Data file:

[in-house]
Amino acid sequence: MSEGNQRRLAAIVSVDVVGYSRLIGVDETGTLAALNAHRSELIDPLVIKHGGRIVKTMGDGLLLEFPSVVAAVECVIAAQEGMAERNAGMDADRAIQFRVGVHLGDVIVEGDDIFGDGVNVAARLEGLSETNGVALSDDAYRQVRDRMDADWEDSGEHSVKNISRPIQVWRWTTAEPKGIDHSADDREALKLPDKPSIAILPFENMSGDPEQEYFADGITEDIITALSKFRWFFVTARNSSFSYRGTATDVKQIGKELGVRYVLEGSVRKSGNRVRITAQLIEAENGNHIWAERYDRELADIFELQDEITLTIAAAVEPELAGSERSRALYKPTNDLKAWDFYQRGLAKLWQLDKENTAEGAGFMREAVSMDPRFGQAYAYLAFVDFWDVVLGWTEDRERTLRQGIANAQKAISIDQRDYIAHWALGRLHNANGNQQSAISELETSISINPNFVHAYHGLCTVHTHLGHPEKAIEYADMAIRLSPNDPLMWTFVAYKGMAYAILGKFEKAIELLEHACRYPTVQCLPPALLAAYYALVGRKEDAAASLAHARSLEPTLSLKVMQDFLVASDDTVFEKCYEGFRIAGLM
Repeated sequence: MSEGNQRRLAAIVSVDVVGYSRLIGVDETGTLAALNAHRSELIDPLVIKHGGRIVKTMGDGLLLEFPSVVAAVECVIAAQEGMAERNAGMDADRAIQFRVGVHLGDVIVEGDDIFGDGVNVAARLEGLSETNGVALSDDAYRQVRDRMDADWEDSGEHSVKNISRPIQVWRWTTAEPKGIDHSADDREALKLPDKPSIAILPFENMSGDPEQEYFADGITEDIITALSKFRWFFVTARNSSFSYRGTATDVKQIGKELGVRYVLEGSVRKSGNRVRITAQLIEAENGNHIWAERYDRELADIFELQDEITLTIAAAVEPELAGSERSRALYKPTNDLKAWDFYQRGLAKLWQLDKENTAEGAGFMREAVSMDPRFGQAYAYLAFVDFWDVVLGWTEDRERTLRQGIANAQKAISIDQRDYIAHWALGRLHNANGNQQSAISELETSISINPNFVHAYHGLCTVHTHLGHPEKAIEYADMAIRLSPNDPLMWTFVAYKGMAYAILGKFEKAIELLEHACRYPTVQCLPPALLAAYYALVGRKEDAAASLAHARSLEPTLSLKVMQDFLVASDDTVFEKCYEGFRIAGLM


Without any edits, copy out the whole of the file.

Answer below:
[in-house]
Amino acid sequence: MSEGNQRRLAAIVSVDVVGYSRLIGVDETGTLAALNAHRSELIDPLVIKHGGRIVKTMGDGLLLEFPSVVAAVECVIAAQEGMAERNAGMDADRAIQFRVGVHLGDVIVEGDDIFGDGVNVAARLEGLSETNGVALSDDAYRQVRDRMDADWEDSGEHSVKNISRPIQVWRWTTAEPKGIDHSADDREALKLPDKPSIAILPFENMSGDPEQEYFADGITEDIITALSKFRWFFVTARNSSFSYRGTATDVKQIGKELGVRYVLEGSVRKSGNRVRITAQLIEAENGNHIWAERYDRELADIFELQDEITLTIAAAVEPELAGSERSRALYKPTNDLKAWDFYQRGLAKLWQLDKENTAEGAGFMREAVSMDPRFGQAYAYLAFVDFWDVVLGWTEDRERTLRQGIANAQKAISIDQRDYIAHWALGRLHNANGNQQSAISELETSISINPNFVHAYHGLCTVHTHLGHPEKAIEYADMAIRLSPNDPLMWTFVAYKGMAYAILGKFEKAIELLEHACRYPTVQCLPPALLAAYYALVGRKEDAAASLAHARSLEPTLSLKVMQDFLVASDDTVFEKCYEGFRIAGLM
Repeated sequence: MSEGNQRRLAAIVSVDVVGYSRLIGVDETGTLAALNAHRSELIDPLVIKHGGRIVKTMGDGLLLEFPSVVAAVECVIAAQEGMAERNAGMDADRAIQFRVGVHLGDVIVEGDDIFGDGVNVAARLEGLSETNGVALSDDAYRQVRDRMDADWEDSGEHSVKNISRPIQVWRWTTAEPKGIDHSADDREALKLPDKPSIAILPFENMSGDPEQEYFADGITEDIITALSKFRWFFVTARNSSFSYRGTATDVKQIGKELGVRYVLEGSVRKSGNRVRITAQLIEAENGNHIWAERYDRELADIFELQDEITLTIAAAVEPELAGSERSRALYKPTNDLKAWDFYQRGLAKLWQLDKENTAEGAGFMREAVSMDPRFGQAYAYLAFVDFWDVVLGWTEDRERTLRQGIANAQKAISIDQRDYIAHWALGRLHNANGNQQSAISELETSISINPNFVHAYHGLCTVHTHLGHPEKAIEYADMAIRLSPNDPLMWTFVAYKGMAYAILGKFEKAIELLEHACRYPTVQCLPPALLAAYYALVGRKEDAAASLAHARSLEPTLSLKVMQDFLVASDDTVFEKCYEGFRIAGLM